Bank of America, Corp will stop selling new mortgages to Fannie Mae as the result of a dispute over the way Fannie Mae is handling repurchases. In November Bank of America said it would not cooperate with a new Fannie Mae policy that would require it to take back loans if an insurer dropped coverage. The Bank of America and the government-controlled mortgage giant are in talks to resolve the dispute according to a Bloomberg source but the Bank will cut off the loan supply this month.
Bank of America told its investors last August that Fannie Mae's
policies on private mortgage insurance cancellations or rejections
might result in higher repurchase expenses for the Bank. The numbers
of companies that write this insurance have been dwindling. One of the largest insurers, PMI Corporation, was seized by Arizona regulators last fall and their guidelines have been tightening. According to Bloomberg the insurers have been voiding policies for errors including inflated appraisals or improperly documented borrower data.
Bank of America will continue to sell its loans to Freddie Mac, the other government sponsored enterprise, and Ginnie Mae and may keep, at least temporarily, some of the loans on its own balance sheet.
Bank of America has incurred what is estimated to be $42 million in expenses from loans it assumed when it took over the failing
Countrywide Mortgage Corporation in 2008. The fallout from that take-over is continuing and the Bank of America is involved in many lawsuits over Countrywide's lending practices and the quality of loans those practices produced. It was among the lenders participating in a $25 billion settlement with federal agencies and 49 of the states' attorneys general, and in a filing yesterday the Bank said it was "reasonably possible" that additional losses from litigation may reach $3.6 billion.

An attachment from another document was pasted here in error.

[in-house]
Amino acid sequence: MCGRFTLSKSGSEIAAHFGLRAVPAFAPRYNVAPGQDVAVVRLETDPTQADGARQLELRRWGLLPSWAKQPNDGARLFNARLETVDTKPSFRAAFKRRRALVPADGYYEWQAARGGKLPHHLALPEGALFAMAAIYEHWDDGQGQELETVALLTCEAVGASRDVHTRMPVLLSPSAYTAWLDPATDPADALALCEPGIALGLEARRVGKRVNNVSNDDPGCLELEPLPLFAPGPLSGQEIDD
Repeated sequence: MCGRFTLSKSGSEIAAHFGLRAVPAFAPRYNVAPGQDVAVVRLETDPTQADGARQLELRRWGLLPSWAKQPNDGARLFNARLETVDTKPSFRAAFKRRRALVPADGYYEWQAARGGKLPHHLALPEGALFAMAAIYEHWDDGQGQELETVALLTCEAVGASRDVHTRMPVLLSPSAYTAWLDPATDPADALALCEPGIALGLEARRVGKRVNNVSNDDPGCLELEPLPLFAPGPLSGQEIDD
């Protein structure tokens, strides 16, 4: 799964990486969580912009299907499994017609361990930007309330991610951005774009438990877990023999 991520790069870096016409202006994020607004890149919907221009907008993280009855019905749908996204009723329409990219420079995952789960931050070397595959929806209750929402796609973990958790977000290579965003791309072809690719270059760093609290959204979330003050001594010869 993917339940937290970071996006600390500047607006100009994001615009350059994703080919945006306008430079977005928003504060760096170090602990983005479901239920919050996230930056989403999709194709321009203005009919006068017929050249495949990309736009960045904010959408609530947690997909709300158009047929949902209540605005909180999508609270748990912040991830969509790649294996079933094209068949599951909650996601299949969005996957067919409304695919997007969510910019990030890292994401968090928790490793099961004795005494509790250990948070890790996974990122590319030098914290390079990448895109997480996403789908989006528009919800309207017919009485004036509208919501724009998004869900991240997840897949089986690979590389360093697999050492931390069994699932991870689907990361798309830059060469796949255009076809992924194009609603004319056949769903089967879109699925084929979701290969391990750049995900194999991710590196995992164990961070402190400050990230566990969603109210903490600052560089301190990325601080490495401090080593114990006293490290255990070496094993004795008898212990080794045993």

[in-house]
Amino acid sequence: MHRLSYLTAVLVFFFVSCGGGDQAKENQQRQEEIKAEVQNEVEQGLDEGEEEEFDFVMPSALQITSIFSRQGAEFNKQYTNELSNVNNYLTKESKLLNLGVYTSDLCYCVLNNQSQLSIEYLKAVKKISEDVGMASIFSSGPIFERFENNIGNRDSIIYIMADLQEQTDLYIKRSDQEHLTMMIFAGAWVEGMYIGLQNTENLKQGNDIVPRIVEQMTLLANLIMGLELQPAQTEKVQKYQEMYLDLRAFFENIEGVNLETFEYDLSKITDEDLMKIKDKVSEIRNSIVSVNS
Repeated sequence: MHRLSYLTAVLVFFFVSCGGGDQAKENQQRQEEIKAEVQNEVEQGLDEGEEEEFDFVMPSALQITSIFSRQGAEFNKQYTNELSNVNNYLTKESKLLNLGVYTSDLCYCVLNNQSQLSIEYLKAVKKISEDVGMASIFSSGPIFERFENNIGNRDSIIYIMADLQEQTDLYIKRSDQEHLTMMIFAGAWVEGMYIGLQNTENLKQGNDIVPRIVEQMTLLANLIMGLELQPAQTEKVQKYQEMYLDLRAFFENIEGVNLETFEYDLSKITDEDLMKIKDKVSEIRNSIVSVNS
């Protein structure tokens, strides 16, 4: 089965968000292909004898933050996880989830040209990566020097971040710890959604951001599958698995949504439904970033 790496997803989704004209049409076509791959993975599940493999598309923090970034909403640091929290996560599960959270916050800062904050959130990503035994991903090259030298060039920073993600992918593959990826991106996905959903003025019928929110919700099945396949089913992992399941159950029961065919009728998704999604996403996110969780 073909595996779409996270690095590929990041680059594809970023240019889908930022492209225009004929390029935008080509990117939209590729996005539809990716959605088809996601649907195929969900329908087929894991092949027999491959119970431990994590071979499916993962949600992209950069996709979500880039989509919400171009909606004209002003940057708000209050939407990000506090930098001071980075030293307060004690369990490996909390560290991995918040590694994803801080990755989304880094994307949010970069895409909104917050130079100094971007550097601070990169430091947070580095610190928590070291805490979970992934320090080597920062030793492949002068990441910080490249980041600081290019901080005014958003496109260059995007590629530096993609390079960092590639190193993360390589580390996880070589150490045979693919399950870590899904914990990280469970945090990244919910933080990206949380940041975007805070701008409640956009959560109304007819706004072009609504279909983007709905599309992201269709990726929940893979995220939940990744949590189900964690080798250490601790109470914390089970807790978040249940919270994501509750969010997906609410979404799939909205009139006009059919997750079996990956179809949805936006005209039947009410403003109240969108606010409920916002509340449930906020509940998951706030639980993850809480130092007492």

Bloomberg quoted David Felt, a former deputy general counsel at the Federal Housing Finance Agency, the conservator of both Fannie Mae and
Freddie Mac who said of Bank of American's action, "I don't know if Fannie really cares; it's the largest mortgage purchaser in the world, and if Bank of America turns to Freddie Mac instead, that's like a different subsidiary of the same company."
"This decision will not affect the credit available to ourcustomers," Jerry Dubrowski, a spokesman for the bank, said in an e-mailed statement. "We will rely on other sources of liquidity to continue to ensure we are lending to our customers and supporting the housing-market recovery."
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